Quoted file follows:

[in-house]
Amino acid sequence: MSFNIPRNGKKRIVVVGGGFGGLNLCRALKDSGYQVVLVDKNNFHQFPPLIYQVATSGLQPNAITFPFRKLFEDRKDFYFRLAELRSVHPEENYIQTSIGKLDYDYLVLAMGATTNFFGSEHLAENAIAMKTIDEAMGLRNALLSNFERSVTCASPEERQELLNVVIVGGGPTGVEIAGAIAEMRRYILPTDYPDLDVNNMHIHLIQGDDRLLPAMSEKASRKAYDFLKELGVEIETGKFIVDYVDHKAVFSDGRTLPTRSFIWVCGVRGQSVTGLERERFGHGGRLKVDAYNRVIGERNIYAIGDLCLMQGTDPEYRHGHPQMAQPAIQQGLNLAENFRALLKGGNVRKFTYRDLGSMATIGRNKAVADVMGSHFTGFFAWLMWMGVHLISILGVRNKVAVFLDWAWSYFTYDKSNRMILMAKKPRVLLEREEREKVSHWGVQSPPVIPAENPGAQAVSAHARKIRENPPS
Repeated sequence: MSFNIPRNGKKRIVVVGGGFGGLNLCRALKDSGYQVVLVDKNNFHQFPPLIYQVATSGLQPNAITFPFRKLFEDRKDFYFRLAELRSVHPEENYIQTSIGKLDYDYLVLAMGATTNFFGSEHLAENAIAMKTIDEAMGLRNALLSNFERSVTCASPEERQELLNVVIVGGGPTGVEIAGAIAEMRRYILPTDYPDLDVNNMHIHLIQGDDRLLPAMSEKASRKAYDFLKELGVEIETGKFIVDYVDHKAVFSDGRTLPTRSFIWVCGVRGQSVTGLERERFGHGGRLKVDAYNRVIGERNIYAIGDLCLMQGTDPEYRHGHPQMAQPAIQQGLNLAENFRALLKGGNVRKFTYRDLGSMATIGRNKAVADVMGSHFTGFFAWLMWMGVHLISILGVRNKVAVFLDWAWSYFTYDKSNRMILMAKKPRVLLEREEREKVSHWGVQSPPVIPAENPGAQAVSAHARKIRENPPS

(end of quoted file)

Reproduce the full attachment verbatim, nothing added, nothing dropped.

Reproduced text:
[in-house]
Amino acid sequence: MSFNIPRNGKKRIVVVGGGFGGLNLCRALKDSGYQVVLVDKNNFHQFPPLIYQVATSGLQPNAITFPFRKLFEDRKDFYFRLAELRSVHPEENYIQTSIGKLDYDYLVLAMGATTNFFGSEHLAENAIAMKTIDEAMGLRNALLSNFERSVTCASPEERQELLNVVIVGGGPTGVEIAGAIAEMRRYILPTDYPDLDVNNMHIHLIQGDDRLLPAMSEKASRKAYDFLKELGVEIETGKFIVDYVDHKAVFSDGRTLPTRSFIWVCGVRGQSVTGLERERFGHGGRLKVDAYNRVIGERNIYAIGDLCLMQGTDPEYRHGHPQMAQPAIQQGLNLAENFRALLKGGNVRKFTYRDLGSMATIGRNKAVADVMGSHFTGFFAWLMWMGVHLISILGVRNKVAVFLDWAWSYFTYDKSNRMILMAKKPRVLLEREEREKVSHWGVQSPPVIPAENPGAQAVSAHARKIRENPPS
Repeated sequence: MSFNIPRNGKKRIVVVGGGFGGLNLCRALKDSGYQVVLVDKNNFHQFPPLIYQVATSGLQPNAITFPFRKLFEDRKDFYFRLAELRSVHPEENYIQTSIGKLDYDYLVLAMGATTNFFGSEHLAENAIAMKTIDEAMGLRNALLSNFERSVTCASPEERQELLNVVIVGGGPTGVEIAGAIAEMRRYILPTDYPDLDVNNMHIHLIQGDDRLLPAMSEKASRKAYDFLKELGVEIETGKFIVDYVDHKAVFSDGRTLPTRSFIWVCGVRGQSVTGLERERFGHGGRLKVDAYNRVIGERNIYAIGDLCLMQGTDPEYRHGHPQMAQPAIQQGLNLAENFRALLKGGNVRKFTYRDLGSMATIGRNKAVADVMGSHFTGFFAWLMWMGVHLISILGVRNKVAVFLDWAWSYFTYDKSNRMILMAKKPRVLLEREEREKVSHWGVQSPPVIPAENPGAQAVSAHARKIRENPPS